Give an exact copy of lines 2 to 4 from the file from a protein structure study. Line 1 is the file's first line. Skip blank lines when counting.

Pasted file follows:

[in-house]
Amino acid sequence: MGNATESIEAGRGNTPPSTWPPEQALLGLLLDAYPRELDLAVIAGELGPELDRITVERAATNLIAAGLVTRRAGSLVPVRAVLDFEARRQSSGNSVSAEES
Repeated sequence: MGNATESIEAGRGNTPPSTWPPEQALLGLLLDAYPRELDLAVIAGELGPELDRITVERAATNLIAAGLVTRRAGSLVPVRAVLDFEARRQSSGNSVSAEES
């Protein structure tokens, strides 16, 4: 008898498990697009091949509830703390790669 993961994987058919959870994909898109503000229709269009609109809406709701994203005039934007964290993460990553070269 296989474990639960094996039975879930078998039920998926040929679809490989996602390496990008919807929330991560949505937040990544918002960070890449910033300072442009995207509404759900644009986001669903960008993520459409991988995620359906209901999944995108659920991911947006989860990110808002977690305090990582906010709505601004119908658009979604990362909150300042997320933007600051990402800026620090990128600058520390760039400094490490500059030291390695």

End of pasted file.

Amino acid sequence: MGNATESIEAGRGNTPPSTWPPEQALLGLLLDAYPRELDLAVIAGELGPELDRITVERAATNLIAAGLVTRRAGSLVPVRAVLDFEARRQSSGNSVSAEES
Repeated sequence: MGNATESIEAGRGNTPPSTWPPEQALLGLLLDAYPRELDLAVIAGELGPELDRITVERAATNLIAAGLVTRRAGSLVPVRAVLDFEARRQSSGNSVSAEES
């Protein structure tokens, strides 16, 4: 008898498990697009091949509830703390790669 993961994987058919959870994909898109503000229709269009609109809406709701994203005039934007964290993460990553070269 296989474990639960094996039975879930078998039920998926040929679809490989996602390496990008919807929330991560949505937040990544918002960070890449910033300072442009995207509404759900644009986001669903960008993520459409991988995620359906209901999944995108659920991911947006989860990110808002977690305090990582906010709505601004119908658009979604990362909150300042997320933007600051990402800026620090990128600058520390760039400094490490500059030291390695």